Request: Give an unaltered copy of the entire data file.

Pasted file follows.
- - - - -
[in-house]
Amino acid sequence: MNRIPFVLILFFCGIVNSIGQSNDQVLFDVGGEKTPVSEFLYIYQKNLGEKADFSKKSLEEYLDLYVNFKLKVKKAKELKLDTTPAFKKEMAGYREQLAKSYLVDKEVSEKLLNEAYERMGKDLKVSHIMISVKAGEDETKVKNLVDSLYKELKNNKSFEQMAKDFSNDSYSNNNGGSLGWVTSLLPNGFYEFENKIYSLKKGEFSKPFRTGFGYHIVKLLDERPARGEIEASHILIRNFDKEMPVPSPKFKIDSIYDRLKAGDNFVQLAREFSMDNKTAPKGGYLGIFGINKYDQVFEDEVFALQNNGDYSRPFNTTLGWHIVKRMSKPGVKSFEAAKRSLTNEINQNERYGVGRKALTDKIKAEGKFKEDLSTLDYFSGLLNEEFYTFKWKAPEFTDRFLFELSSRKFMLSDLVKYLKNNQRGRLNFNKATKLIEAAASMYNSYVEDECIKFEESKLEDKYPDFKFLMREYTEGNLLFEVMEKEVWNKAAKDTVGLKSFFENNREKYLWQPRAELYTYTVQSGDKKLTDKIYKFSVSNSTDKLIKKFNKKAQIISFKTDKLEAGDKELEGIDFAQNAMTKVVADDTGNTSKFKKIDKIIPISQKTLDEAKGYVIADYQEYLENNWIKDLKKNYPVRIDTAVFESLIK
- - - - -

[in-house]
Amino acid sequence: MNRIPFVLILFFCGIVNSIGQSNDQVLFDVGGEKTPVSEFLYIYQKNLGEKADFSKKSLEEYLDLYVNFKLKVKKAKELKLDTTPAFKKEMAGYREQLAKSYLVDKEVSEKLLNEAYERMGKDLKVSHIMISVKAGEDETKVKNLVDSLYKELKNNKSFEQMAKDFSNDSYSNNNGGSLGWVTSLLPNGFYEFENKIYSLKKGEFSKPFRTGFGYHIVKLLDERPARGEIEASHILIRNFDKEMPVPSPKFKIDSIYDRLKAGDNFVQLAREFSMDNKTAPKGGYLGIFGINKYDQVFEDEVFALQNNGDYSRPFNTTLGWHIVKRMSKPGVKSFEAAKRSLTNEINQNERYGVGRKALTDKIKAEGKFKEDLSTLDYFSGLLNEEFYTFKWKAPEFTDRFLFELSSRKFMLSDLVKYLKNNQRGRLNFNKATKLIEAAASMYNSYVEDECIKFEESKLEDKYPDFKFLMREYTEGNLLFEVMEKEVWNKAAKDTVGLKSFFENNREKYLWQPRAELYTYTVQSGDKKLTDKIYKFSVSNSTDKLIKKFNKKAQIISFKTDKLEAGDKELEGIDFAQNAMTKVVADDTGNTSKFKKIDKIIPISQKTLDEAKGYVIADYQEYLENNWIKDLKKNYPVRIDTAVFESLIK